In the centuries that followed (1.125 BC through to 800 BC) working with minerals – already developed during the Minoan times – flourished to a level such as to boost the demand for such materials as gold, silver and copper, to unprecedented highs. It is worth noting that gold is a material repeatedly mentioned in Homer’s Iliad and Odyssey.

The dawn of the 8th century BC saw the creation and development of several mining centers in such areas as the ranges of Rodopi and Paggaeon, Lavrion, the islands of Thassos, Kythnos, Serifos, Sifnos ea. During that time, the island of Cyprus was already active in the production of copper and silver in considerable quantities.

Among the numerous mining and metallurgy centers in the Hellenic area of the time, it is Lavrion that, according to the unanimous conclusion of practically all researchers of the time, held the leading position, both in terms of the intensity and the duration of relevant activities and in terms of the surprisingly advanced, for the time, mining and metallurgical practices developed and applied in this area, all along the many years of presence in this domain. Such conclusion is also further corroborated through the valuable and often spectacular findings unearthed by archaeologists delving into the era and the area.

As a matter of fact, practices and techniques developed by ancient Greeks within the context of their mining and metallurgical activities have earned general admiration. Throughout the period between the 7th and the 1st century BC, the mines at Lavrion are estimated to have yielded at least 3.500 tons of silver and 1.400.000 tons of lead. Production in such materials reached its peak during Classical Times – the very era dominated by such prominent figures as Themistocles and Pericles.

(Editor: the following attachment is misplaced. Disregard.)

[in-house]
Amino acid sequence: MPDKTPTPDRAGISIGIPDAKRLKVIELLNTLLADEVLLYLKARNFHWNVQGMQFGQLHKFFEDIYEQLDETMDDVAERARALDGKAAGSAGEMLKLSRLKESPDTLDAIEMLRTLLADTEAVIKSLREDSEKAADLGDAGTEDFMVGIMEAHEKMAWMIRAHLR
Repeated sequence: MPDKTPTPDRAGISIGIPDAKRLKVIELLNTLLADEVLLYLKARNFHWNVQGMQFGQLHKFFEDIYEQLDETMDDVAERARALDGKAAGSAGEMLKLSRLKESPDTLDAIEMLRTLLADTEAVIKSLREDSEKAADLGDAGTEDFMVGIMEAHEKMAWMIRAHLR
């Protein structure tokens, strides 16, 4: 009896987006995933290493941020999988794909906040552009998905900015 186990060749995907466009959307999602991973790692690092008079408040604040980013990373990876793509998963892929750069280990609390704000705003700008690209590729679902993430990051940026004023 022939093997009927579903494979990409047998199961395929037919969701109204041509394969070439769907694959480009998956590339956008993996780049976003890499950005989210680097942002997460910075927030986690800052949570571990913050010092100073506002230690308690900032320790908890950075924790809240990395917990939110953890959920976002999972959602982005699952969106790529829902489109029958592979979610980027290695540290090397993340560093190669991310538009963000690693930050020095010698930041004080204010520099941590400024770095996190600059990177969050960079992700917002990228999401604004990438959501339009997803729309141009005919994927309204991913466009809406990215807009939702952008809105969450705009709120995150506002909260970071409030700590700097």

That the intensification of silver production at Lavrion contributed to Themistocle’s launching of the project of building enough trireme vessels for the Athenian fleet to beat the Persian naval forces at Salamis, in the year 480 BC – opening the way for the establishment of the Athenian predominance and Pericles’ Golden Era – is a fact generally admitted by historians.

Mining activities at Lavrion are believed to have come to a stop some time in late 1st century BC. By then, however, and more specifically in mid 4th century BC, King Philip the Second, of Macedonia, had launched an intensive exploitation of gold and silver mines already active in the mountain range of Paggaeon, thereby triggering the creation of an Empire and essentially paving the way for his son and heir Alexander the Great to embark on his famous Eastern Campaigns (334 – 323 BC).

The influence that mining and metallurgical activities have had, on the development of a great civilization as well as their contribution to the consolidation of the power and aura of ancient Greece can, among other, be reflected on the many feats of Pericles’ Golden Era, the wealth of Athens and later that of Pella as well as on the reverberation of Greece as a universal symbol of spiritual and material predominance.

The secret behind the feats of ancient Greek miners and metallurgists was indeed the power of their intellect, expressed and manifested through their commitment to a relentless, admirable and inspired pursuit of their destiny.



I make of it my duty to express my appreciation to certain persons, in acknowledgement of their help and support, namely my wife Annette Louise for the many years of patient seconding and loving assistance towards the outcome, which was the creation of the Stamatiadis Mineralogy and Paleontology Museum. My sons Manolis and Antonis, who took an active part in research and indeed unearthed many of the exhibits, within the context of expeditions both in Greece and abroad.